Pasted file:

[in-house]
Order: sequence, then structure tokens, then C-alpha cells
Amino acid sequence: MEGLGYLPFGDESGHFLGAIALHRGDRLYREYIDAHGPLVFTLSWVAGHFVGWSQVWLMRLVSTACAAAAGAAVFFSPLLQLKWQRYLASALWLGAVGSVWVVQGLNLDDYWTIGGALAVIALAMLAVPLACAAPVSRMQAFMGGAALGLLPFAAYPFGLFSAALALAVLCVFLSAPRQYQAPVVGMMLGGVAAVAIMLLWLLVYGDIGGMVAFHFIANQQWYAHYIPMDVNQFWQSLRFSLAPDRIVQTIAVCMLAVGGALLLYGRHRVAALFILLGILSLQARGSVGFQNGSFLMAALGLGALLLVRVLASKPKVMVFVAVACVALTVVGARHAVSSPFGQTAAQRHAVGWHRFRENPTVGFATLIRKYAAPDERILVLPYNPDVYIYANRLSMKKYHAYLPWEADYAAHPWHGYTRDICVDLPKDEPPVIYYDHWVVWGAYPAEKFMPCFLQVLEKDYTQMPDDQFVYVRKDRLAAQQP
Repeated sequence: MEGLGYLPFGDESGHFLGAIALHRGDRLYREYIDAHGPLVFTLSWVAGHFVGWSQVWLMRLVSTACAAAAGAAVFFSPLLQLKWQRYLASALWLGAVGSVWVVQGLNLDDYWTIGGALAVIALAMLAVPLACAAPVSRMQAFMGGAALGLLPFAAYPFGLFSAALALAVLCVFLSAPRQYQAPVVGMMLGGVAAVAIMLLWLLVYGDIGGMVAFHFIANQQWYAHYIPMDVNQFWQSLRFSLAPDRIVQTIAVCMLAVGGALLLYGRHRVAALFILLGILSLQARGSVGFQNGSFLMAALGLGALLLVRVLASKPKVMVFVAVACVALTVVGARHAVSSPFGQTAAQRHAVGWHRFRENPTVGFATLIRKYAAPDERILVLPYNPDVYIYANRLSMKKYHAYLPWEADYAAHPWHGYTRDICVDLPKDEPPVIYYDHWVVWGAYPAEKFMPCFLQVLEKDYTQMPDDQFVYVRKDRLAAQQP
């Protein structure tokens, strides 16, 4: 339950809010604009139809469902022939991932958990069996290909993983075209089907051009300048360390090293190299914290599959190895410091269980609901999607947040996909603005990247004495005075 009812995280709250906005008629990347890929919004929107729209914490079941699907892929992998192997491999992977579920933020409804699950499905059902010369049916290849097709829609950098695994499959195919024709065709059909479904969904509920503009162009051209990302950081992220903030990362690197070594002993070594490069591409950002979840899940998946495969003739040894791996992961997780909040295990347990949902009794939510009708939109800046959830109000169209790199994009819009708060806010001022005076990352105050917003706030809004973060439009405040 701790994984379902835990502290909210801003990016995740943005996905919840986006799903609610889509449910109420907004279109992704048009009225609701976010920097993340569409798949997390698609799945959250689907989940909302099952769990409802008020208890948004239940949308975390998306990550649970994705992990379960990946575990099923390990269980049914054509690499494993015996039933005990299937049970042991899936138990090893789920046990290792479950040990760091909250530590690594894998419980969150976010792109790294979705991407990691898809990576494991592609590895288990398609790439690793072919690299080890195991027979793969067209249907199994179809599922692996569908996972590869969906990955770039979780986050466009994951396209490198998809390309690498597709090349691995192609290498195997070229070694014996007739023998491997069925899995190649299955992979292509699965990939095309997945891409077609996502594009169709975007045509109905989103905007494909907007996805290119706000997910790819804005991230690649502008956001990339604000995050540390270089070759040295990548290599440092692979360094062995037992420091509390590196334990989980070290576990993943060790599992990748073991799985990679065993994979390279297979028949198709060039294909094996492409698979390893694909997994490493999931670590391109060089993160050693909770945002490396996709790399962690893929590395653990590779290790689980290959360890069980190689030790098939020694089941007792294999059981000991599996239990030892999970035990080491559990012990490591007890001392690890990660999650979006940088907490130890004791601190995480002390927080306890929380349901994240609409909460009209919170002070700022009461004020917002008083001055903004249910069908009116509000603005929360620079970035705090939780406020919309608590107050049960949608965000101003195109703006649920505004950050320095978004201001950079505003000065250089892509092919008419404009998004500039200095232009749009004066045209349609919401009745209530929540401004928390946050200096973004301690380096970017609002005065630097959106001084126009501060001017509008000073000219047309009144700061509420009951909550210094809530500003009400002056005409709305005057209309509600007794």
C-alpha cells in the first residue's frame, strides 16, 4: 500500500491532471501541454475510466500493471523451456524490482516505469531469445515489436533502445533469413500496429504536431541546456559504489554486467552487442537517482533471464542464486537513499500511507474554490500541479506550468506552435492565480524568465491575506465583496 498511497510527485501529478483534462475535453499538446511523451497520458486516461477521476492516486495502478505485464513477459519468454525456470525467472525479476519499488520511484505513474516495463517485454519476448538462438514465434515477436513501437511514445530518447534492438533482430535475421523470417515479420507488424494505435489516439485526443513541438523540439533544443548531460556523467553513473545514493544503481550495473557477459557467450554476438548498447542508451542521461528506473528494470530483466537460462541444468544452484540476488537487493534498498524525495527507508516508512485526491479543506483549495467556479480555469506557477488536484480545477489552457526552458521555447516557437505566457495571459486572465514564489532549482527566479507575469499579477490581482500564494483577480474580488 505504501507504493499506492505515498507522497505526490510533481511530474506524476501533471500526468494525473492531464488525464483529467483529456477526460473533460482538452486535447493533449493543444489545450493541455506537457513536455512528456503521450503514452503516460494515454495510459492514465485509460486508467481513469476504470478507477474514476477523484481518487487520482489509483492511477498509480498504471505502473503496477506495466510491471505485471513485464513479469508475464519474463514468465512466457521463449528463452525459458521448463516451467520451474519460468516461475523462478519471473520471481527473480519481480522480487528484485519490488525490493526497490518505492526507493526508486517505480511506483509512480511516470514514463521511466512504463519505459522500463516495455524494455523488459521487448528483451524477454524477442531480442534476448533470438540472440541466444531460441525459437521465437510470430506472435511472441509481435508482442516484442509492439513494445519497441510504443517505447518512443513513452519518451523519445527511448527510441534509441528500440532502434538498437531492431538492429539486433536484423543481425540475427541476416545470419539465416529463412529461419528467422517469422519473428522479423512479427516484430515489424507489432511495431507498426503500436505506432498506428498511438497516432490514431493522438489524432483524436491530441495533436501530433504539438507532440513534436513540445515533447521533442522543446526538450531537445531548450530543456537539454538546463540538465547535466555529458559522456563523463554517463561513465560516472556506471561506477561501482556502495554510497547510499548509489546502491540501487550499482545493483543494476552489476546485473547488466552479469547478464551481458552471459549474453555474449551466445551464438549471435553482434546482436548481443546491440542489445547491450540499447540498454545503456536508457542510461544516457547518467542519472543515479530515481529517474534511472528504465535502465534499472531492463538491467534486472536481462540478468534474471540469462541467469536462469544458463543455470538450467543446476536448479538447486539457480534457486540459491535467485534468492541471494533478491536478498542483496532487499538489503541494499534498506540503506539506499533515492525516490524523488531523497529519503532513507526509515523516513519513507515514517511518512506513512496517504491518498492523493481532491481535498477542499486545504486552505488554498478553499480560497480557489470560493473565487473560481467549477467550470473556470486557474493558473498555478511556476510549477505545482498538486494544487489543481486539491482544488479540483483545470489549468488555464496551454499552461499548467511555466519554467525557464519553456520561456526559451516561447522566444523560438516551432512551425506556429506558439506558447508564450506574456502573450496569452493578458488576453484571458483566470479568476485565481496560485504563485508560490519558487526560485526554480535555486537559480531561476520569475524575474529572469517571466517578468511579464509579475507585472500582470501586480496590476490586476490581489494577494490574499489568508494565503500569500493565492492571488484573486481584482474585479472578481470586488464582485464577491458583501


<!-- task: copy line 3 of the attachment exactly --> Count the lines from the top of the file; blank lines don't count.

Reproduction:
Amino acid sequence: MEGLGYLPFGDESGHFLGAIALHRGDRLYREYIDAHGPLVFTLSWVAGHFVGWSQVWLMRLVSTACAAAAGAAVFFSPLLQLKWQRYLASALWLGAVGSVWVVQGLNLDDYWTIGGALAVIALAMLAVPLACAAPVSRMQAFMGGAALGLLPFAAYPFGLFSAALALAVLCVFLSAPRQYQAPVVGMMLGGVAAVAIMLLWLLVYGDIGGMVAFHFIANQQWYAHYIPMDVNQFWQSLRFSLAPDRIVQTIAVCMLAVGGALLLYGRHRVAALFILLGILSLQARGSVGFQNGSFLMAALGLGALLLVRVLASKPKVMVFVAVACVALTVVGARHAVSSPFGQTAAQRHAVGWHRFRENPTVGFATLIRKYAAPDERILVLPYNPDVYIYANRLSMKKYHAYLPWEADYAAHPWHGYTRDICVDLPKDEPPVIYYDHWVVWGAYPAEKFMPCFLQVLEKDYTQMPDDQFVYVRKDRLAAQQP